Bedienungsanleitung Mesa Boogie Stereo Simul Class 295

Mesa Boogie Stereo Simul Class 295

Sprache(n):
Englisch


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23,56KB

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Hersteller:
Mesa Boogie 

  • Power Amplifier Mesa Boogie Stereo Simul Class 295


  • Vorschau Mesa Boogie Stereo Simul Class 295 Handbuch:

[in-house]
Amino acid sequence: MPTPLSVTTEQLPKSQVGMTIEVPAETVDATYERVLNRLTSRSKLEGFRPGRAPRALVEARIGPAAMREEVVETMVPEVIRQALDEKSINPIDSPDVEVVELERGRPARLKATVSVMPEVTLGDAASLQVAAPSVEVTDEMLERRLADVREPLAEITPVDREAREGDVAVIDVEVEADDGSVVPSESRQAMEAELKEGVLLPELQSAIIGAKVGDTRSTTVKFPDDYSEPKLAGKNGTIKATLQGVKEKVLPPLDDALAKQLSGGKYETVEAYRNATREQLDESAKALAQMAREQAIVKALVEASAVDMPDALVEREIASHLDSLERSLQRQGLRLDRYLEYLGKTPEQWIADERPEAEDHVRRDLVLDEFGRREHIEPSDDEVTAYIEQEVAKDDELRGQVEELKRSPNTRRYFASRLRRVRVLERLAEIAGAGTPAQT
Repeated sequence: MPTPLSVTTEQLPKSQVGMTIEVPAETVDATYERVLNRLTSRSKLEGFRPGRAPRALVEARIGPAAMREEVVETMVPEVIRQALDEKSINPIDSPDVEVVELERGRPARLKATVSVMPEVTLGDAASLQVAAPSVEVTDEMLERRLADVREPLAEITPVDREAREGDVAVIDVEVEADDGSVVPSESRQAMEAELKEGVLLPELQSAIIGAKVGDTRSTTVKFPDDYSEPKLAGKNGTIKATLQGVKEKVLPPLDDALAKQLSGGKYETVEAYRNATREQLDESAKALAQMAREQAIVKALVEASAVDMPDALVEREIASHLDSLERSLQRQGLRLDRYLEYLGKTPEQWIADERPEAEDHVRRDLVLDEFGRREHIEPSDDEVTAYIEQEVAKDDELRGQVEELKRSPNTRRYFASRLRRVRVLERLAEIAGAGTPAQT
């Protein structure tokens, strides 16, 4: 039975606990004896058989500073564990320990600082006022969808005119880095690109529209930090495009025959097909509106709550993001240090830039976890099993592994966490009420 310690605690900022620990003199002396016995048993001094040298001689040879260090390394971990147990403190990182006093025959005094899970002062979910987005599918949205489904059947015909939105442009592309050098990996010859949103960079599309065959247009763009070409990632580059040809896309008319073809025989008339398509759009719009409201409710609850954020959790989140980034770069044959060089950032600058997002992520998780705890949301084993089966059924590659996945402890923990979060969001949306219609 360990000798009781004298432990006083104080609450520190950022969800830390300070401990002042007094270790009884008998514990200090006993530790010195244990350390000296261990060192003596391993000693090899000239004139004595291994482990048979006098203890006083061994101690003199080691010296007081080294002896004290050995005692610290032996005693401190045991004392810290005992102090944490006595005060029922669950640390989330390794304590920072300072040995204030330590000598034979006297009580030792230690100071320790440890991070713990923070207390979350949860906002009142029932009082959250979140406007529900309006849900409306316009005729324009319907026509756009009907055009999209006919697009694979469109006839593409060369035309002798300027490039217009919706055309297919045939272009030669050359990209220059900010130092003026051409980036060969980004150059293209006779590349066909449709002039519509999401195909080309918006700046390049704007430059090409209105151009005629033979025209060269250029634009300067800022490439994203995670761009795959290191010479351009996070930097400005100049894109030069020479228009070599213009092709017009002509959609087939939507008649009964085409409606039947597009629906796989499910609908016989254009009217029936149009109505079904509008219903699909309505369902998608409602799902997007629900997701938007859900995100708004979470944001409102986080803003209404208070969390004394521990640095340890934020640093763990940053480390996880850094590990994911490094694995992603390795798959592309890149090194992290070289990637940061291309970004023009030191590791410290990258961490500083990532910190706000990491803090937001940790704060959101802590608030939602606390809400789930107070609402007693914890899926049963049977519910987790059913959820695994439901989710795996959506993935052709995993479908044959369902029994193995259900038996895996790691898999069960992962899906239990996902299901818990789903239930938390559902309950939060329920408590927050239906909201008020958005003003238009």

CLASS A / SIMUL-CLASS SWITCHES. These two rocker switches on the 295's rear deck (again, one per channel) allow selection of either the "Class A” Mode or the "Simul-Class" Mode. In Class A, the outer or end pairs of power tubes (EL-34's) operate by themselves, while the inner or middle pairs (6L6's) remain in "standby". The EL-34's are wired in a "Class A Triode" circuit for optimal warmth of tone, and at lower output levels (about 30 watts per channel). The Class A mode is ideal for recording, rehearsing, or any situation where you need great tone at low volumes. In the "Simul-Class" Mode, all eight power tubes are operative (with the 6L6's adding about 65 watts of "Class AB" type power per channel) to produce a total of 95 watts per channel. It's this combination of "Class A" warmth and "Class AB" efficiency that makes the Simul-Class 295 ideally suited as an instrument for guitar amplification. POWER TUBES. The power tubes used in the 295 are MESA STR-420 type 6L6 GC's, and MESA STR-440 type EL-34's. All MESA tubes are tested under high-voltage conditions and installed in closely matched pairs. The 6L6's we use have very low 3rd harmonic output when overdriven. The four inside sockets on the 295 should be fitted with these 6L6's. The EL-34 tubes are characterized by a more prominent harmonic output when driven hard; this produces a brighter, more "grinding" high-end, usually preferred for guitar. The EL-34's are used in the four outside or end sockets in the 295. You can expect 6 months to 2 years (or more) of outstanding performance from your MESA power tubes, depending on use. Tube wear is gradual and usually goes unnoticed until new replacements are installed. Worn power tubes tend to sound flat with reduced punch, clarity and high end. Occasional loss of power or sporadic blowing of fuses is nearly always caused by troublesome power tubes. Often, you can spot the tube at fault and replace it alone, at considerable savings over replacing all the output tubes. A tube that arcs or "flashes over" inside should be replaced immediately. (In an emergency, you can just remove the bad tube and go on with the show..."running on five cylinders."). Sometimes a tube will "short out" intermittently, turning red-hot all over the large metal plate inside, but usually a momentary switching off of the Standby or Power Switch will enable the tube to straighten out its electron flow and return to proper operation. Should this happen repeatedly, careful observation will usually reveal which tube is shorting, even though one or two others may also turn red-hot after a few moments. Try to see which one is reddest or .....
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